The Dallas Examiner
Dallas City Councilmember Casey Thomas of District 3 stated he has been working hard to lay a solid foundation for growth and developing his district in Southern Dallas and the Oak Cliff area for the past six months during a press conference on Jan. 26. Held at Dallas City Hall, the event highlighted the accomplishments and progress of the district since he took office last summer.
“Our vision since day one has been to make District 3 the most attractive place in Dallas for residents to live, work, play and pray,” he said. “Many of you know that District 3 is made up of middle- and upper-income residents with 75 to 85 percent single family homes, which is predominately made up of residents of color.”
Thomas said this statistic goes against the perception of Southern Dallas.
“When people think of Southern Dallas, they think of more poverty and low income, but I am honored to represent a district that does not feed into that stereotype and is made up of majority single family homes and individuals who have chosen to live in that area who are middle and upper income.”
In fact, District 3 is the home of Dallas Executive Airport, Dallas Baptist University, The Potter’s House and Bahama Beach Waterpark.
Thomas said that his priority when coming into office was to establish a 24 hours response time to residents’ concerns and complaints.
“I also wanted to focus my emphasis on getting a grocery store in the Redbird Square/67 shopping center,” he said. “This shopping center has been sold and the new owner is working on plans to present the new development ideas to the community.”
Thomas also wants to attract and maintain the middle class in Southern Dallas.
“There have been a lot of efforts to redevelop the Redbird area such as Southwest Center Mall, which is across the street from my district and Peter Brodsky, the majority owner, I believe has the vision and commitment to Southern Dallas and to that community and really see that community reflective of what we would be proud of.”
Major development projects within District 3 during the last calendar year included cosmetics and salon products retailer Ulta Inc. planning to build an $18 million, 870,000 square feet regional distribution center near I-20 at Mountain Creek Parkway. This location is expected to employ 450 workers by this year, according to Thomas.
Also, in 2014, the Commemorative Air Force announced plans to relocate its headquarters to Dallas Executive Airport. Future plans include a museum of vintage military aircraft and up to three air shows each year.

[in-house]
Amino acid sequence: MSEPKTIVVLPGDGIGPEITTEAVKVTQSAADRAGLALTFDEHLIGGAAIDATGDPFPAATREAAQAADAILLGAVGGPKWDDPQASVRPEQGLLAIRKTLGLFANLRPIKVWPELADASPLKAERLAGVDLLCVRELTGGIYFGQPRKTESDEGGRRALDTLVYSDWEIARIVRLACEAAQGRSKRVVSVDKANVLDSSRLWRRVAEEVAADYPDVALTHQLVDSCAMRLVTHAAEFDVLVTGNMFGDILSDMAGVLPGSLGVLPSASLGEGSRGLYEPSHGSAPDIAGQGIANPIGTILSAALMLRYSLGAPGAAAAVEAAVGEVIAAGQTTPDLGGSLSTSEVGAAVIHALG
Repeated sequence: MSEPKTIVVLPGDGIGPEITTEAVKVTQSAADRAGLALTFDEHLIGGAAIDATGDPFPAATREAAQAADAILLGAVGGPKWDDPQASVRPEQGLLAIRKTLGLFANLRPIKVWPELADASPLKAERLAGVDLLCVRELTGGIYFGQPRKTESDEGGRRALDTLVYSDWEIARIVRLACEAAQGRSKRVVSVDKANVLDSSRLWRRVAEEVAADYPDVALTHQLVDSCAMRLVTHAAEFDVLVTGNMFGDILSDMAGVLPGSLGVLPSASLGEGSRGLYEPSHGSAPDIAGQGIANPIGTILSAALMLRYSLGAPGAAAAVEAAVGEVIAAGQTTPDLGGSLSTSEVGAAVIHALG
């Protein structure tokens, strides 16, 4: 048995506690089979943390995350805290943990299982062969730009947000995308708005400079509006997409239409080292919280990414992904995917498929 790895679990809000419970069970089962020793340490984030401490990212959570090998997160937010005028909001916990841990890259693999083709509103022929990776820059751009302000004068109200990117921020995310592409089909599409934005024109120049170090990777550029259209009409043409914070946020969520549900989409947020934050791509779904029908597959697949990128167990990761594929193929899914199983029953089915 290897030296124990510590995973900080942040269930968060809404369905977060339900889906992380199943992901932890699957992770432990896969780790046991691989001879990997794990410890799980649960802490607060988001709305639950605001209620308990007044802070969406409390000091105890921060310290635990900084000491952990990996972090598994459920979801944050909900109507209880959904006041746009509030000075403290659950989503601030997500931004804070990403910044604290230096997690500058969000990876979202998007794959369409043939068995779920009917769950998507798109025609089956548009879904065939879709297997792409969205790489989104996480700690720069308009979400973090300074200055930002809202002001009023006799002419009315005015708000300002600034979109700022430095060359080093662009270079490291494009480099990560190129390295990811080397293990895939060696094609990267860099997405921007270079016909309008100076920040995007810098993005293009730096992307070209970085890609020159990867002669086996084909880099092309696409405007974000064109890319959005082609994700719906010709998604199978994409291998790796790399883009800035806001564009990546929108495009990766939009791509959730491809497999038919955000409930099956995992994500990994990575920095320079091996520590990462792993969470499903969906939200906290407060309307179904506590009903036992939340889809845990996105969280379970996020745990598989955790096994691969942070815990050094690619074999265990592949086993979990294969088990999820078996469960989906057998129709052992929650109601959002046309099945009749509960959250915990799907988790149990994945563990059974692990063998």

Thomas also discussed the accomplishments and goals the district has maintained.
“We have continually maintained one of the lowest crime rates in the city of Dallas,” he said. “And of the things that I have focused on and hope to do more of is to empower residents on how to take responsibility and control of their own neighborhoods because it is important to be an active part of one’s neighborhood in order to make it stronger and safer.”
Thomas said another great asset of the district is the Wynnewood Hills, Twin Oaks and neighborhood Old Terrace.
“This area has been where our more affluent African Americans call home and we want to revitalize and redevelop that area as it grows.”
Thomas said he has also made it a goal to get rid of the food deserts in Southern Dallas.
“We also partnered with Feed Oak Cliff and had the first annual Dallas VegFest Health Festival,” Thomas said. “It was a great event and for the first time there has been a health festival in Southern Dallas focused on healthy living. This has led Feed Oak Cliff to establish an Oak Cliff farmers market. I think there is momentum and we want to live and eat healthy in Southern Dallas because we in Southern Dallas deserve grocery stores with fresh produce.”
Thomas has also hosted several community meetings to address residents’ concerns, as well as a business mixer to get local businesses engaged about how they can better the district, a mixer with the Carter High School and Kimball High School basketball teams, a GrowSouth presentation to inform people on what the city is doing to help grow Southern Dallas, and participated in the Brentwood Neighborhood Beautification Walk since he took office.
Community members’ concerns included expanding bike lanes, getting rid of food deserts, and respecting businesses that have already been established in Southern Dallas and not abandoned them.
“It’s going to take all of us to help Southern Dallas become greater and I appreciate everyone’s support and look forward to a prosperous 2016.”